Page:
Saturday, 3 September 2011

The big pink ten!

Our sunset shoot is going to be a cluster of infamously photogenic stones at Kimmeridge. Our plan was to get there way before the sun was thinking of removing its hat and book the best tripod vantage points as space is limited. This turned out to be a wise decision as sunset approached other photographers arrived and loitered at the edge of the water hoping we’d just leave. But we didn't. We were on a mission.

The plan was to experiment with the magical ten stop filters in conjunction with neutral density grads (as the sky is invariably at least two stops lighter than the mid point (the sea or a handy rock). To make their mystical powers you need to pile in the filters and sloooow down the shutter speed, the challenge I have is 69 seconds is the maximum shutter speed my camera can muster and the desire to get the “milky water” can tend to make my photographs a little dark.

I managed to get the beloved by the landscape photography images in magazines - the smooth creamy sea And I discovered that my filters have a tendency to colour cast, luckily I like pink!


On the inside

After a full English breakfast we tried to sleep for a few hours. Helen had heard of a possible new location for us exercising those ten stop filters tomorrow so was way too excited to even try to sleep and went off for a rece. After managing to grab a few hours and recharging our batteries both ours and the camera’s we headed off for the Ghost village of Tyneham. When the sun is too high for our milky water shots Helen reverts to what she calls “inside landscapes”. Here we still slow things down by using our tripods but look for those little details for context. We have an old church, with a dilapidated organ and old school room with coat hooks and ink wells and the grounds to explore.

After finishing with some composition exercises after which my camera got the nickname “little red” we head off to chill and compare photos.


A sunrise, a ship and seaweed

My diary is seemingly stuffed with opportunities to weld my camera and it has made me yearn to learn some new techniques. I'm in Paris in a couple of weeks, followed by Croatia and then New York. And last week I was enjoying our little bank holiday photography trip to Cambridge, though to be fair the photography got pretty much superseded by drinking. I'd been toying with a coastal workshop and Helen Rushton’s See Life Through the Lens seemed the perfect choice. I’d seen a “reader improve my skills” piece in the June edition of Digital Photographer and I was definitely impressed with the images from the reader. Perhaps I could get a bit of that!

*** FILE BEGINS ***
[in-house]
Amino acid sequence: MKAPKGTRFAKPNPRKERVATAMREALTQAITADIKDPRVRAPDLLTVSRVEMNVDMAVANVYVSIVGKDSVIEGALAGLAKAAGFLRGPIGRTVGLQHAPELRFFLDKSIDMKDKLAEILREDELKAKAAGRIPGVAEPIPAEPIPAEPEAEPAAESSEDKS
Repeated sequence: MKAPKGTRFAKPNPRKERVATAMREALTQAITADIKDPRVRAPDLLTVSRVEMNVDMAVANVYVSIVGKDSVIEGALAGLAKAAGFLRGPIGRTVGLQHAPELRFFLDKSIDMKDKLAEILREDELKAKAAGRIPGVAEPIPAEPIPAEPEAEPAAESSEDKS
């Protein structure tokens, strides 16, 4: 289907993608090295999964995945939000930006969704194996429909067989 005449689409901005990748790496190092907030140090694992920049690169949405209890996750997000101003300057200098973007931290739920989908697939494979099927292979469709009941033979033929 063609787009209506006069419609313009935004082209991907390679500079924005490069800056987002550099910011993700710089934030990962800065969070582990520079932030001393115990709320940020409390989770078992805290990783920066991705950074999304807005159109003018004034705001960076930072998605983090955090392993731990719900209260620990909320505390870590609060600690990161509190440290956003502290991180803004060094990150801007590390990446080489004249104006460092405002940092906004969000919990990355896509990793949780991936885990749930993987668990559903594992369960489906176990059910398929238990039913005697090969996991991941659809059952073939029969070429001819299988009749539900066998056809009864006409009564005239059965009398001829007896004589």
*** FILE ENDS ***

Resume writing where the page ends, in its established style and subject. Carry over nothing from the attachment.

We chatted on the phone about how much I love hiking (not) and how I could get to Swanage when British Rail seem to stop their service, have a train-less gap and then a steam train kicks in to take you to the coast. Really? I love a steam train but as a vehicle for getting myself and my luggage from A to B it seemed far from efficient. Helen kindly suggested picking me up half way and a plan was formed. The plan is two dawn and two dusk shoots, which of course me an incredibly early start - yay!

On arrival last night I met the other two photographers (one had come from Australia, but not JUST for the workshop) and we settled down to pub dinner and some instruction in the fine art of neutral density filters and the lure of the ten stop. I'd furnished myself with this mythical filter (Lee don't do ones to fit my camera so I had gone for a Heliopan circular one, but I had no idea how to put it to use.

Just in case you're wondering where 'that' came from, to give Helen a shock I slipped in a graduated orange filter, just to er 'enhance' the sunrise a little. 

We assembled pre-dawn, really it’s still very much night but we want to have our tripods ready and waiting before the first glimmer of a sunlight tendril colours the sky. Helen had chosen a nice easy location for us, a nice flat beach with no slippery rocks to inevitably fall off. Sadly I was too sleep deprived to recall the location but I could always ask the ship that was there IN EVERY SINGLE PHOTOGRAPH!

Mother nature had been doing a little decorating so the foreground was strewn with ugly seaweed (and yes, there is pretty seaweed but this wasn't it) so some of my perfect compositions were besmirched that dark sludge. Helen explained that she's not adverse to a little gardening, relocating an errant branch or piece of litter but clearing a whole beach is really out of the question. As is slaving over a hot Photoshop is definitely not what this workshop is about, the clue is in the name “see life through the lens” see?